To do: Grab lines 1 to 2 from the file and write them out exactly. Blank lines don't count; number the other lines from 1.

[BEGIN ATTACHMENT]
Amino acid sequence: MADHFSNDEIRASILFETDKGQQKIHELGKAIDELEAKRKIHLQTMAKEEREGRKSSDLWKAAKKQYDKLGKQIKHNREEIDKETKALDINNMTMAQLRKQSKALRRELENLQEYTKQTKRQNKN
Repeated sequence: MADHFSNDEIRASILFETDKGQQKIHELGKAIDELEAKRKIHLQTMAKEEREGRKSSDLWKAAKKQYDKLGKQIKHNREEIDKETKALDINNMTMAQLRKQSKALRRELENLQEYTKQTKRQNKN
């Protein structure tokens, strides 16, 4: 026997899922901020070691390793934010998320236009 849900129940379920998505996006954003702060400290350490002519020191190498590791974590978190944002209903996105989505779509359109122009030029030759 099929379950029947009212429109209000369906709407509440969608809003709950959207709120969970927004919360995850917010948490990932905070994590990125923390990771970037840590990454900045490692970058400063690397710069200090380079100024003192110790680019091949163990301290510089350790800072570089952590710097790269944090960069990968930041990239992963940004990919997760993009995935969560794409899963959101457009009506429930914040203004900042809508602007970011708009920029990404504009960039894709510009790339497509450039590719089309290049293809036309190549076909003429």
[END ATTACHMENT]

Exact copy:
Amino acid sequence: MADHFSNDEIRASILFETDKGQQKIHELGKAIDELEAKRKIHLQTMAKEEREGRKSSDLWKAAKKQYDKLGKQIKHNREEIDKETKALDINNMTMAQLRKQSKALRRELENLQEYTKQTKRQNKN
Repeated sequence: MADHFSNDEIRASILFETDKGQQKIHELGKAIDELEAKRKIHLQTMAKEEREGRKSSDLWKAAKKQYDKLGKQIKHNREEIDKETKALDINNMTMAQLRKQSKALRRELENLQEYTKQTKRQNKN